Helping Parents Coach, Coaches Coach and Players Play
Ever hear of TED? I've watched many videos over the years from the "Ideas Worth Spreading" website. While some are either not of interest to me or not aligned with my views, others are quite interesting and often inspirational. I came across one by Richard St. John, "Success is a Continuous Journey," which made me think of softball (of course). People talk about how kids can learn life lessons from sports. This TED Talk provides a way for kids to learn softball lessons from life, whether one is climbing the company ladder or pursuing their entrepreneurial aspirations.
The selection process during tryouts is not an exact science. I've been on both sides of this process many times. I want to give those of you who have never coached some insight on the process. This will be based on my experience as a coach in high level travel softball clubs (aka A, Gold or PGF), not B teams or local community based programs whose goal is to prepare players for their varsity teams. I'm talking about teams full of girls with a love for the game, exceptional talent, strong work ethic and desire to one day play college softball.
An outsider looking in might compare two players and question our selection, "I don't understand how that girl made it when this girl is a much better hitter."
Monday morning, off to work with the power still out after the storm. Got to work and found a mess waiting for me after the 3 day softball weekend. Spent hours dealing with fires and nonsense. I usually bring a lunch, but today I needed to get out of that place. I walked into the restaurant and saw a friendly face with a smile. In an instance I forgot about everything that was troubling me.
I approached the young lady with a smile now on my face and gave her a big hug. She was waiting tables and seated me. I haven't seen her in awhile, but she was exactly as I remembered. She always had a smile on her face with a twinkle in her eyes, the kind that would light up any room she walked into. I coached this young lady in the youth league for a few years. I watched her grow up and play softball all through school.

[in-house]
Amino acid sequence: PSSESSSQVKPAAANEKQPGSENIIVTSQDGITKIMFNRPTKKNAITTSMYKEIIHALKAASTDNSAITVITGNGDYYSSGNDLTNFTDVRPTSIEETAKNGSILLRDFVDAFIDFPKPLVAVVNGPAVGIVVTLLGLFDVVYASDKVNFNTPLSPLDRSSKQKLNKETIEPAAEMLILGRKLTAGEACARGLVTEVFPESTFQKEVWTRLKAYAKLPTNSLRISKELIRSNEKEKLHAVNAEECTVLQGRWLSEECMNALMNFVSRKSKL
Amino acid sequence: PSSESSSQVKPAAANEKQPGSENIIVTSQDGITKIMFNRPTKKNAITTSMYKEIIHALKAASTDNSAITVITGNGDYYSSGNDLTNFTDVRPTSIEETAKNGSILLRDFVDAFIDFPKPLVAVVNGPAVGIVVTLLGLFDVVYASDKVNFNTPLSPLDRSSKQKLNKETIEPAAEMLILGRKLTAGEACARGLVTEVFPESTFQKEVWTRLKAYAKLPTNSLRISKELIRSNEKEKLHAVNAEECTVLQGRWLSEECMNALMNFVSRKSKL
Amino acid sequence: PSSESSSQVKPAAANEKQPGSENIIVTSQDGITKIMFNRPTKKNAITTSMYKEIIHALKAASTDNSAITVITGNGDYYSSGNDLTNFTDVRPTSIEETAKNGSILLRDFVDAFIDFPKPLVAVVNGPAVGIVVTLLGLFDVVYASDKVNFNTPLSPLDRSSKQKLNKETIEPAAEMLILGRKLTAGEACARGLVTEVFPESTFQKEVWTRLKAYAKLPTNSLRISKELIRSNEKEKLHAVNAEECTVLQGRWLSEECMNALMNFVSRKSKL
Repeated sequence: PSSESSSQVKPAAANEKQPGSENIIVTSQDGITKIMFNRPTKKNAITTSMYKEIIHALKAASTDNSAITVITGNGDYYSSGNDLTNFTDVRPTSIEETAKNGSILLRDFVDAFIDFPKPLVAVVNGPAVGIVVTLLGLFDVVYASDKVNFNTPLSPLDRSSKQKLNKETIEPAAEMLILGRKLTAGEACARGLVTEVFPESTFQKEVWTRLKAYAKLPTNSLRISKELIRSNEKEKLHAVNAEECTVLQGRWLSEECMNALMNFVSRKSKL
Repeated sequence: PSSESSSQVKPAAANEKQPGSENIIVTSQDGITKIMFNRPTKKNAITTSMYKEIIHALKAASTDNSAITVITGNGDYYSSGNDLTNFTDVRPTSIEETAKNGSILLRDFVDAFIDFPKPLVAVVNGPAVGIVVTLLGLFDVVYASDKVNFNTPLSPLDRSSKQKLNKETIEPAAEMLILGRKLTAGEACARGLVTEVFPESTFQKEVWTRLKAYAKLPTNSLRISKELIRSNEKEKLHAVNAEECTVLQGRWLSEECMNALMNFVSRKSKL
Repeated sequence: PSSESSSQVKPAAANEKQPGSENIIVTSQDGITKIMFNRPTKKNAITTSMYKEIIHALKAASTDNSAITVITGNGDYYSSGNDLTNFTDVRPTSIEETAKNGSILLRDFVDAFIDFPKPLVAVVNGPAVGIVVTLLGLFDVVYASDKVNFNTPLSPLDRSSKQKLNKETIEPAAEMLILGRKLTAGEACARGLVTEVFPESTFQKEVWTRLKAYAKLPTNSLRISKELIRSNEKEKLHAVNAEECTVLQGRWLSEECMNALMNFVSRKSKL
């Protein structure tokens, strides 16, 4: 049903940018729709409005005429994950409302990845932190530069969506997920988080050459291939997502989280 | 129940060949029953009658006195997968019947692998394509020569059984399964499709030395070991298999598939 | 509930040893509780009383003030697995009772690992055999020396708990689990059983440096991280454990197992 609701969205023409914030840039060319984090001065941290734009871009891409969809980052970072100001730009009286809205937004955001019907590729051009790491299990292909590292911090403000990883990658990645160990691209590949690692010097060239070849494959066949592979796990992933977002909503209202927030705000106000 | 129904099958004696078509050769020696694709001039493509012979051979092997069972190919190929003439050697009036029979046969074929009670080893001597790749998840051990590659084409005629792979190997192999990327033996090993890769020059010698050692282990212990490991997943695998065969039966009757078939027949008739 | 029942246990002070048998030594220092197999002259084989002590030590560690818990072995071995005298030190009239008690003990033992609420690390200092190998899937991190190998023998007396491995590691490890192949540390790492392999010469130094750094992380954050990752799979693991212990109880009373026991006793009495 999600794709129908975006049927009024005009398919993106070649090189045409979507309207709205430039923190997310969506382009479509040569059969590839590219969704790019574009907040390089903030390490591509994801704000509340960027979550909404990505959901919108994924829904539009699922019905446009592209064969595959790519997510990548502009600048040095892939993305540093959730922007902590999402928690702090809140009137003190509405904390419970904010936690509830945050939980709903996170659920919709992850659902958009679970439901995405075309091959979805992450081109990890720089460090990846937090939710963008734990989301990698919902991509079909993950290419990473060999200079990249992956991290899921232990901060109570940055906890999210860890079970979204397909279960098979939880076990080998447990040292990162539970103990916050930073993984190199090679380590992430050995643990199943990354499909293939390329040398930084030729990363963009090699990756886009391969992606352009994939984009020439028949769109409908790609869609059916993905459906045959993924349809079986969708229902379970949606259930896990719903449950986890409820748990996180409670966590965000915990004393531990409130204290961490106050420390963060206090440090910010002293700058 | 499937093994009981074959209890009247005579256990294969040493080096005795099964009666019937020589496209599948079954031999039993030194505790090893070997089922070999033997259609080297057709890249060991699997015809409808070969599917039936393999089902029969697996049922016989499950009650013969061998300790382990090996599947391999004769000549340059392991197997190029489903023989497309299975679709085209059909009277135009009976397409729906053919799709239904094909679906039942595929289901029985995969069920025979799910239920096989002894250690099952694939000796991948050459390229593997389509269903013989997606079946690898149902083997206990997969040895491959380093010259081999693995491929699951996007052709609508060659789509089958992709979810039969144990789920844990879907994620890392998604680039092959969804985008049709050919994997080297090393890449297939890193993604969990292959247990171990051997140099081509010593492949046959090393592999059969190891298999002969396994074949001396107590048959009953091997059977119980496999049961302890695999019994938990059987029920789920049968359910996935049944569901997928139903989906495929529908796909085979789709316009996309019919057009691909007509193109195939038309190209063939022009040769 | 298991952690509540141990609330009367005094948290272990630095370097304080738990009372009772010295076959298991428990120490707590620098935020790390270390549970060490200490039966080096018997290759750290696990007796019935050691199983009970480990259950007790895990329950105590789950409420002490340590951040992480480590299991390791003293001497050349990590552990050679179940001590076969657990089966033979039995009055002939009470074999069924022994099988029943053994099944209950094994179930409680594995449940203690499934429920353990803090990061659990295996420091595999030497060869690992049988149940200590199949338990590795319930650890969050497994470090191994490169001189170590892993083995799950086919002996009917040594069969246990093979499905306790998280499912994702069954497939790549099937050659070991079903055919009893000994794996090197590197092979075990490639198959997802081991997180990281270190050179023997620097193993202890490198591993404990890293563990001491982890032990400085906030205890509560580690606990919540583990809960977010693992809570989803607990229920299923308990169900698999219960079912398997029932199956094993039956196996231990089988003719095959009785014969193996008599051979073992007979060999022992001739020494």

Some of us knew that she had a difficult home life.
Well it's official. I will be coaching fastpitch travel softball again: The 2015 16u Mid-Michigan Firestix. I am really excited to continue my softball journey working with an old friend, Kevin Babcock, who I played baseball with from little league to varsity to the adult league after graduating high school. Kevin took over the club years ago and has turned it into a respectable and successful organization.
My daughter Hayley recognized this last fall and decided to play with the 18u team this summer. As I wrote after our first tournament, "They're all a lot of fun and there's no drama. I'm going to play with them next summer," she said. She didn't say anything about what kind of team they were or if she thought they'd win tournaments." This summer has been a lot of fun with great girls, coaches and parents. I've spent the weekends as a parent watching his daughter having fun playing the game she loves. How awesome is that?
Coaching is not a egotistical venture for me.
Coaches often ask their captains to lead their teams by example whether it be by making plays, getting hits or cheering on their teammates. Coaches can and should lead by example too, especially when it comes to academics and vocations. They can discuss their education, career and experiences with their team.
At one of our workouts group of players learned that in addition to my day job, I have a side business and build web sites. "That's cool," one of the girls said. Another asked, "You really have your own business?" They asked me a bunch of questions from what college I attended to how I learned to make web sites. I briefly explained that although I have an associate's degree, everything I know about computers, technology and web sites I've learned on my own. "I'm self-taught," I said.
Tell me and I forget, teach me and I may remember, involve me and I learn. Benjamin Franklin